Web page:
schirinrangnick

In August, students in Benjamin Franklin and Pauli Murray colleges pasted posters and photographs along the walls of their freshly painted dorms. But while dorm rooms in the new colleges now brim with students’ personalities, walls in the colleges’ public spaces remain bare.

Many of Benjamin Franklin and Pauli Murray colleges’ common rooms, libraries and dining halls are not yet decorated with the traditional artwork and engravings that cover the walls of other colleges. Now, after settling into their new homes, students and faculty are considering how to reify the identities of the colleges in art and decor.

This semester, Head of Pauli Murray College Tina Lu chartered a committee to commission art for the college’s common spaces. Its members — including Chair of the Committee on Art in Public Spaces Samuel Messer ART ’82, an art collector who graduated from Yale College, two undergraduates and Lu — met this past week to discuss potential artists.

“I want to have stuff there that is meaningful as art and does not date,” Lu said. “I want people to come, especially to the dining hall, and feel that it’s been inhabited by an artistic imagination.”

A prominent civil rights leader and one of the first female Episcopal priests, Anne Pauline Murray LAW ’65 co-founded the National Organization for Women in 1966 after she became the first African American to graduate from Yale Law School.

For many students in the college, the opportunity to choose new art is a chance to honor Murray, the only person of color and the first woman to be chosen as a namesake for a residential college.

“Portraits of Pauli Murray and similarly prominent human rights activists or women would be nice because that would add to the antique feel and character of our college,” Murray first year Shannon Phuah ’21 said.

Indeed, many students interviewed, such as Phuah, emphasized that art in Murray should reflect the diversity of Yale’s history and include works beyond portraits of white men, as is the case in some other residential colleges.

Sam Brakarsh ’21 said Murray should break from Anglocentrism and feature portraits of figures from Africa, Latin America and Asia. More diverse art would allow students to escape “the Yale bubble,” he added.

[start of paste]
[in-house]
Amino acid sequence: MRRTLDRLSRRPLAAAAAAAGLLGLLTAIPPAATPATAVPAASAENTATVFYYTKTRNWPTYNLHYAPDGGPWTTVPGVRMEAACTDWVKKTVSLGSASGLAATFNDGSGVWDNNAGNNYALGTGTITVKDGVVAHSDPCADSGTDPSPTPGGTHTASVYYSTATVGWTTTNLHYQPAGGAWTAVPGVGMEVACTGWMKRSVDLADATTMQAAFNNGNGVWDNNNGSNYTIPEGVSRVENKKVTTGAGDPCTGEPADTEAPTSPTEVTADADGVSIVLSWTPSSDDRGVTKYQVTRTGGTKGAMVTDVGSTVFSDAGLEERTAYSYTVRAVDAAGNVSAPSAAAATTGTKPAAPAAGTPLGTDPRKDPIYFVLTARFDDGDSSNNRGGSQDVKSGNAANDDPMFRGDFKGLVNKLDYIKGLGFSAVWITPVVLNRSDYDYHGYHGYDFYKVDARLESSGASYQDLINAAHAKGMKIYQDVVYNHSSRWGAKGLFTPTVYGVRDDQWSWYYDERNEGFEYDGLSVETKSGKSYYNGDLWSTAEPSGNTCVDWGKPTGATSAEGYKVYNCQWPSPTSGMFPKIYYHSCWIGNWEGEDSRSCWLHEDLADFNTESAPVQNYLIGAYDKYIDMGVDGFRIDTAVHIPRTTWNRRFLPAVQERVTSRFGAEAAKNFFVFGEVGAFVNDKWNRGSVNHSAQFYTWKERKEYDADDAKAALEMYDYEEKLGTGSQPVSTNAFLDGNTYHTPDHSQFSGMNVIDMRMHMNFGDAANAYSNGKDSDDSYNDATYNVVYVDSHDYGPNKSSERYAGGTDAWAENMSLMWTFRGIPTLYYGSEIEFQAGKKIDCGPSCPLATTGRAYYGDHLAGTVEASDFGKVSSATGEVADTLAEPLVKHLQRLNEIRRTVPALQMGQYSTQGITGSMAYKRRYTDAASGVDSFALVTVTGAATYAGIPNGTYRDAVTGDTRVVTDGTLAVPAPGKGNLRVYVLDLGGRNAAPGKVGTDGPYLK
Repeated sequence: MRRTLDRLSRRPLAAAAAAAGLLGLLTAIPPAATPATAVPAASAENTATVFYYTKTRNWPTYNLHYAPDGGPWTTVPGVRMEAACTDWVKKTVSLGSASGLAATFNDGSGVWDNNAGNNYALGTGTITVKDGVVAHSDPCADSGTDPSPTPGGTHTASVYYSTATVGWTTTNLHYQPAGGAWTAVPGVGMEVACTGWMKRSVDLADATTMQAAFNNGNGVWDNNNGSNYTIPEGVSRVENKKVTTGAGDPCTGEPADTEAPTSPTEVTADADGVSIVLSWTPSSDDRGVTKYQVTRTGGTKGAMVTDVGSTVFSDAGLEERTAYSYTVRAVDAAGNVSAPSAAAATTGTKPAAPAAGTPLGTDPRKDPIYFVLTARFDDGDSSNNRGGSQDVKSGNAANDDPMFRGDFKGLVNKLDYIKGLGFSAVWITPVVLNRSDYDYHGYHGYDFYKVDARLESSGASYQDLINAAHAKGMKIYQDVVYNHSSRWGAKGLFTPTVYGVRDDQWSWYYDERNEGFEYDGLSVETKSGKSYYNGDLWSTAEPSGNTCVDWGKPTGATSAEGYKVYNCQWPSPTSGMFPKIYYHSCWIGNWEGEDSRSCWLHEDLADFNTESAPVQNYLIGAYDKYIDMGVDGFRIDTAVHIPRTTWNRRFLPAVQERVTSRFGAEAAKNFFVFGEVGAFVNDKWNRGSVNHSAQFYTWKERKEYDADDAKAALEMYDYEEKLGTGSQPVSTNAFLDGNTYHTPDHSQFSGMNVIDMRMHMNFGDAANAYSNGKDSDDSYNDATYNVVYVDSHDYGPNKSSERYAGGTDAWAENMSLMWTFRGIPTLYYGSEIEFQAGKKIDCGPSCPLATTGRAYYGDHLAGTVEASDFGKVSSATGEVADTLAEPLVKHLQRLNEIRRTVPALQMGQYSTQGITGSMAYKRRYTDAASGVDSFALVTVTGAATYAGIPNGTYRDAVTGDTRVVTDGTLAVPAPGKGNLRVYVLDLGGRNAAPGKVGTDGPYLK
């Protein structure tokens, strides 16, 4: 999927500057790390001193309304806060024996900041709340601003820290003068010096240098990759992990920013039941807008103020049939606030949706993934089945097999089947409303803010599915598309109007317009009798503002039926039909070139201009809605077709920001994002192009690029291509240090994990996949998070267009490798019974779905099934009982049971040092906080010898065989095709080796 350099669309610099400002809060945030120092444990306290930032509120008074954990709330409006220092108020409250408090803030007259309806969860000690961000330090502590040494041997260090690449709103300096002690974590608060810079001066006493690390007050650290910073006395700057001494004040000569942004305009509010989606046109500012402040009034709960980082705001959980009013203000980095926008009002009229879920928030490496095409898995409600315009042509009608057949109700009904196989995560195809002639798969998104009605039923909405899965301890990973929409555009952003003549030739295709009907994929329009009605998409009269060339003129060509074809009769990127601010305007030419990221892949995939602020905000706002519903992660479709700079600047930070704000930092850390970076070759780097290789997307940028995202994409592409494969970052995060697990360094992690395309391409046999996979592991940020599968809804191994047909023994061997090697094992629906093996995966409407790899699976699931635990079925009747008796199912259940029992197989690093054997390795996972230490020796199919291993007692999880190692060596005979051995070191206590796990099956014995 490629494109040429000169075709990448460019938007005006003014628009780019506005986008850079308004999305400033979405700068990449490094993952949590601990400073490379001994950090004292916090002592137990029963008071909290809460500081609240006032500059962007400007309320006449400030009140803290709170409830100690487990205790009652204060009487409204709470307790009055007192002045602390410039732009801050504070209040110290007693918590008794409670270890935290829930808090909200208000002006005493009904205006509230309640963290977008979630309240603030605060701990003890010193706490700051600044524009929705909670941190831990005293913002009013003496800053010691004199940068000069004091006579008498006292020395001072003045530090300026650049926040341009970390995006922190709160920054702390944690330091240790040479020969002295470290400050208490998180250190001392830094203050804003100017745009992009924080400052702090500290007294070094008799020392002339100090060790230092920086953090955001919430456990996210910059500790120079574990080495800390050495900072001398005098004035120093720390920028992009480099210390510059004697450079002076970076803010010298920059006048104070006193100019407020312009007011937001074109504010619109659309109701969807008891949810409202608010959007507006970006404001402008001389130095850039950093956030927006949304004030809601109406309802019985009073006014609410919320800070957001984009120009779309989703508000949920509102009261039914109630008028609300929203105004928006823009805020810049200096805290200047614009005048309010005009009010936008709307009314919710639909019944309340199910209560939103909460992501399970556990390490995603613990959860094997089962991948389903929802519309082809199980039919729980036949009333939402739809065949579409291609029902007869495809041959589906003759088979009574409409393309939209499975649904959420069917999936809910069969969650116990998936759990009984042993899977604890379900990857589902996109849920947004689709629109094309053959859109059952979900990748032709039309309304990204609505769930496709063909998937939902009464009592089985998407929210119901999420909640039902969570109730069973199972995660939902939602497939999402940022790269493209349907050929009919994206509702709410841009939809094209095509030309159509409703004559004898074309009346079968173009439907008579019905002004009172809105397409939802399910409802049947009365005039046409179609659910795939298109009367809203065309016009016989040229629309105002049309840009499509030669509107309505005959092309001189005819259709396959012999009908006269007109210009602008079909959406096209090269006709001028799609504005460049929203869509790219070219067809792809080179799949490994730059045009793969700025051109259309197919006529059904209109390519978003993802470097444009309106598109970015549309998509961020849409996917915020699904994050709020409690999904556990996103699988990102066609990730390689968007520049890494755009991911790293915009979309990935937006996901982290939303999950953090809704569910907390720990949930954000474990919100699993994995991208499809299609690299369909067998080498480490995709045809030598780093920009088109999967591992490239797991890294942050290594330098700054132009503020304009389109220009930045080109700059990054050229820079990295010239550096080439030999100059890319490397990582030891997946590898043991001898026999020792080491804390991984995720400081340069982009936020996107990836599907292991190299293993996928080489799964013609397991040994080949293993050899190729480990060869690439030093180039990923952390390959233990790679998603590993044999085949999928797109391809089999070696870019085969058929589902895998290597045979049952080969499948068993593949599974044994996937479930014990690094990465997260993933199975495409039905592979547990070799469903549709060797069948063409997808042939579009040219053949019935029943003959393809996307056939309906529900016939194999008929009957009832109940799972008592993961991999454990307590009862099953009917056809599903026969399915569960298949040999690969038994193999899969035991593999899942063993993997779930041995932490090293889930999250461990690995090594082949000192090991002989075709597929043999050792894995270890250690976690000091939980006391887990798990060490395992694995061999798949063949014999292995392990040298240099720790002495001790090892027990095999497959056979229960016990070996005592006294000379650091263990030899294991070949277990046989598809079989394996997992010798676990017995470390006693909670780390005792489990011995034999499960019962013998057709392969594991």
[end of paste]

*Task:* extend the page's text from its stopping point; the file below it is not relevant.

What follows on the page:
Keniel Yao ’19 suggested that the walls display photos of the college’s construction as mementos of Murray’s history.

But Emma Ruohoniemi ’21 said that, for the moment, filling Murray with art would be premature. The college’s identity is not yet fully developed, she said, and decorating it with art would impose a “narrative” on the college.

In Benjamin Franklin, Head of College Charles Bailyn ’81 said he plans to form a committee to choose art, books and decor to fill the college’s library.

“This is the first time since 1962 that’s there’s been a residential college library with nothing in it,” Bailyn said. “And that’s an incredible opportunity — one that will not come again.”

Bailyn is currently working with historians at the Franklin Papers, a half-century old initiative to catalogue all Franklin’s written work, to bring historical artifacts to the college. He said he intends to include a display case in the library to honor the college’s namesake.

Duncan Umphrey ’21 said he would like to see a painting in the college of Benjamin Franklin shaking hands with President Salovey to symbolize the union of the past and future.

But other Benjamin Franklin students, such as Viviana Arroyo ’20, expressed more reluctance to display images of their college’s namesake on the walls.

After the April 2016 announcement of the college’s namesake, student activists decried the University’s decision to honor a white male slave owner, and some rechristened the college to honor legendary soul singer Aretha Franklin.

Other Franklin students were quick to distinguish between the legacy of their college namesake and that of John C. Calhoun, class of 1804, an infamous statesman and slavery advocate.

“Because [Benjamin Franklin] acknowledged the immorality of slavery and converted his beliefs, it makes him different from Calhoun,” said Mylinh He ’20, a student in Benjamin Franklin. “So in that way, I think he would be safer to project around the college.”

But still others, such as Jiyoung Kang ’21, suggested abstract or three-dimensional art for the walls of the only 21st-century colleges at Yale.

Arroyo said she prefers paintings to the outdated portraits of other colleges and that the art in the dining hall should reflect the light and airy atmosphere of the room, which, in good weather, is bathed in sunlight, radiating in from the room’s many windows.

Bailyn also suggested decorating the blank walls of the college’s basement with murals.

Benjamin Franklin College is located at 90 Prospect Street, and Pauli Murray College is located at 130 Prospect Street.

Hailey Fuchs | hailey.fuchs@yale.edu

Eui Young Kim | euiyoung.kim@yale.edu